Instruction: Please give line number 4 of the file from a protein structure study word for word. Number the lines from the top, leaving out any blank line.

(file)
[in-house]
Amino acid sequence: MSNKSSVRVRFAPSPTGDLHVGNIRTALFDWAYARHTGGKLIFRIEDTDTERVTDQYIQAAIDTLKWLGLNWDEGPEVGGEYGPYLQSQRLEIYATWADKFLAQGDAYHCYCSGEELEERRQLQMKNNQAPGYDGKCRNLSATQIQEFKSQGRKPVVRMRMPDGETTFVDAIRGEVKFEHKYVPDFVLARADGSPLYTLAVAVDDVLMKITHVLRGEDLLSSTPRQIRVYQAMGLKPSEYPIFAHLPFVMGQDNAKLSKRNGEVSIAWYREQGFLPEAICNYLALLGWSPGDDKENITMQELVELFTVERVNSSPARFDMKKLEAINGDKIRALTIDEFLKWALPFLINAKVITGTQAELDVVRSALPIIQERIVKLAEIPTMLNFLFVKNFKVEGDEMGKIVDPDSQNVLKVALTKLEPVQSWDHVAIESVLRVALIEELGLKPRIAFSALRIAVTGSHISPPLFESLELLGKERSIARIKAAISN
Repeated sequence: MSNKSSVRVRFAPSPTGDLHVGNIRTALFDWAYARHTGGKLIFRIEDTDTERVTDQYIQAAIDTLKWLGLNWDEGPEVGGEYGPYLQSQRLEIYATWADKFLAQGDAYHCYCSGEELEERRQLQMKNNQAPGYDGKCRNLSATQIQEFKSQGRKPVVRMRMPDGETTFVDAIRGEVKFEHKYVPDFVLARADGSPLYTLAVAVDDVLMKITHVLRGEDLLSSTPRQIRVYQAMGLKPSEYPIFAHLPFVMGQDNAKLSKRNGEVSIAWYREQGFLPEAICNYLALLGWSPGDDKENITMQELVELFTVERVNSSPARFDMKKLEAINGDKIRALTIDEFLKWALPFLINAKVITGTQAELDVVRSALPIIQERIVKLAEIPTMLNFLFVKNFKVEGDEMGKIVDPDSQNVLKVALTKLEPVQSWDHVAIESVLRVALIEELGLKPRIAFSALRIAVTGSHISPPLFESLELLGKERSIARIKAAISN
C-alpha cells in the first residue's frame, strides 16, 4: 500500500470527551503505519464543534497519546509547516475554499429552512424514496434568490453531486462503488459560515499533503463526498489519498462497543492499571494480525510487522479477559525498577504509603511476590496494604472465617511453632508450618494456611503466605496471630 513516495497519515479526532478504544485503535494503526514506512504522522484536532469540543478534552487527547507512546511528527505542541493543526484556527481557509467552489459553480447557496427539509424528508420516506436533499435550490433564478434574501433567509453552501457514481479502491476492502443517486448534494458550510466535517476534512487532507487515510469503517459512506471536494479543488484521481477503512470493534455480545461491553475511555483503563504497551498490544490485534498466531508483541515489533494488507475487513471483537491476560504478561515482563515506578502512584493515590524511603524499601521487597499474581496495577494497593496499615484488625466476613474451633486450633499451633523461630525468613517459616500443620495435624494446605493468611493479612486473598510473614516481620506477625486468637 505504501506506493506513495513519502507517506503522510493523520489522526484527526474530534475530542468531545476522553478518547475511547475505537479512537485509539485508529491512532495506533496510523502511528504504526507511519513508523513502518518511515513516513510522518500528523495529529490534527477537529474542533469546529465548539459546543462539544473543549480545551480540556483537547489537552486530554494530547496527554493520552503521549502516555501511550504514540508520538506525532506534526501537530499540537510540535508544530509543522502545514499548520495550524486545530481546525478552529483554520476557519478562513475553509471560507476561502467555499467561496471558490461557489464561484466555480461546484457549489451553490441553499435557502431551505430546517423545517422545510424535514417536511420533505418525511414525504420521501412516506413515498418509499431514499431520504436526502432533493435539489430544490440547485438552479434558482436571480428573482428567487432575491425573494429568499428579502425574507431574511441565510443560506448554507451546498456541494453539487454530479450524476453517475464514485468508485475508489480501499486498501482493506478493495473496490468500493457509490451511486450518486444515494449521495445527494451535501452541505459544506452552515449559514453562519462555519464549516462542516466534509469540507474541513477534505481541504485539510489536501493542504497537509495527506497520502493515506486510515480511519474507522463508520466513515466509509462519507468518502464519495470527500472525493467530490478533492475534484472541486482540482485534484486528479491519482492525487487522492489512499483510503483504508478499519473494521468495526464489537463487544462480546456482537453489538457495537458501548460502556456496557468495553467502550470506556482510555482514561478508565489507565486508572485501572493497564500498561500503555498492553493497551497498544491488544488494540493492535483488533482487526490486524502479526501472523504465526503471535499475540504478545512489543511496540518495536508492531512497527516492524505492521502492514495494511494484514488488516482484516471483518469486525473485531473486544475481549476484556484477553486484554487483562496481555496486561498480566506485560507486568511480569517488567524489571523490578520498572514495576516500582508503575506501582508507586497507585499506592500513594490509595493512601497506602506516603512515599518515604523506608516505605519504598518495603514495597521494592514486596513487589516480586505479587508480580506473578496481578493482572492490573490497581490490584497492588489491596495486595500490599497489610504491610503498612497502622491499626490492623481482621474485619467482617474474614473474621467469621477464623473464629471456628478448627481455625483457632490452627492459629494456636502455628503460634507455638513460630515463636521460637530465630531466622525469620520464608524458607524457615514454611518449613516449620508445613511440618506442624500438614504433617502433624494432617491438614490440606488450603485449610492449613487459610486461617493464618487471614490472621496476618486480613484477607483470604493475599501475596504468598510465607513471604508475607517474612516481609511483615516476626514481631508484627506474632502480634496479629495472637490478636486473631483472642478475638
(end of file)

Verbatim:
C-alpha cells in the first residue's frame, strides 16, 4: 500500500470527551503505519464543534497519546509547516475554499429552512424514496434568490453531486462503488459560515499533503463526498489519498462497543492499571494480525510487522479477559525498577504509603511476590496494604472465617511453632508450618494456611503466605496471630 513516495497519515479526532478504544485503535494503526514506512504522522484536532469540543478534552487527547507512546511528527505542541493543526484556527481557509467552489459553480447557496427539509424528508420516506436533499435550490433564478434574501433567509453552501457514481479502491476492502443517486448534494458550510466535517476534512487532507487515510469503517459512506471536494479543488484521481477503512470493534455480545461491553475511555483503563504497551498490544490485534498466531508483541515489533494488507475487513471483537491476560504478561515482563515506578502512584493515590524511603524499601521487597499474581496495577494497593496499615484488625466476613474451633486450633499451633523461630525468613517459616500443620495435624494446605493468611493479612486473598510473614516481620506477625486468637 505504501506506493506513495513519502507517506503522510493523520489522526484527526474530534475530542468531545476522553478518547475511547475505537479512537485509539485508529491512532495506533496510523502511528504504526507511519513508523513502518518511515513516513510522518500528523495529529490534527477537529474542533469546529465548539459546543462539544473543549480545551480540556483537547489537552486530554494530547496527554493520552503521549502516555501511550504514540508520538506525532506534526501537530499540537510540535508544530509543522502545514499548520495550524486545530481546525478552529483554520476557519478562513475553509471560507476561502467555499467561496471558490461557489464561484466555480461546484457549489451553490441553499435557502431551505430546517423545517422545510424535514417536511420533505418525511414525504420521501412516506413515498418509499431514499431520504436526502432533493435539489430544490440547485438552479434558482436571480428573482428567487432575491425573494429568499428579502425574507431574511441565510443560506448554507451546498456541494453539487454530479450524476453517475464514485468508485475508489480501499486498501482493506478493495473496490468500493457509490451511486450518486444515494449521495445527494451535501452541505459544506452552515449559514453562519462555519464549516462542516466534509469540507474541513477534505481541504485539510489536501493542504497537509495527506497520502493515506486510515480511519474507522463508520466513515466509509462519507468518502464519495470527500472525493467530490478533492475534484472541486482540482485534484486528479491519482492525487487522492489512499483510503483504508478499519473494521468495526464489537463487544462480546456482537453489538457495537458501548460502556456496557468495553467502550470506556482510555482514561478508565489507565486508572485501572493497564500498561500503555498492553493497551497498544491488544488494540493492535483488533482487526490486524502479526501472523504465526503471535499475540504478545512489543511496540518495536508492531512497527516492524505492521502492514495494511494484514488488516482484516471483518469486525473485531473486544475481549476484556484477553486484554487483562496481555496486561498480566506485560507486568511480569517488567524489571523490578520498572514495576516500582508503575506501582508507586497507585499506592500513594490509595493512601497506602506516603512515599518515604523506608516505605519504598518495603514495597521494592514486596513487589516480586505479587508480580506473578496481578493482572492490573490497581490490584497492588489491596495486595500490599497489610504491610503498612497502622491499626490492623481482621474485619467482617474474614473474621467469621477464623473464629471456628478448627481455625483457632490452627492459629494456636502455628503460634507455638513460630515463636521460637530465630531466622525469620520464608524458607524457615514454611518449613516449620508445613511440618506442624500438614504433617502433624494432617491438614490440606488450603485449610492449613487459610486461617493464618487471614490472621496476618486480613484477607483470604493475599501475596504468598510465607513471604508475607517474612516481609511483615516476626514481631508484627506474632502480634496479629495472637490478636486473631483472642478475638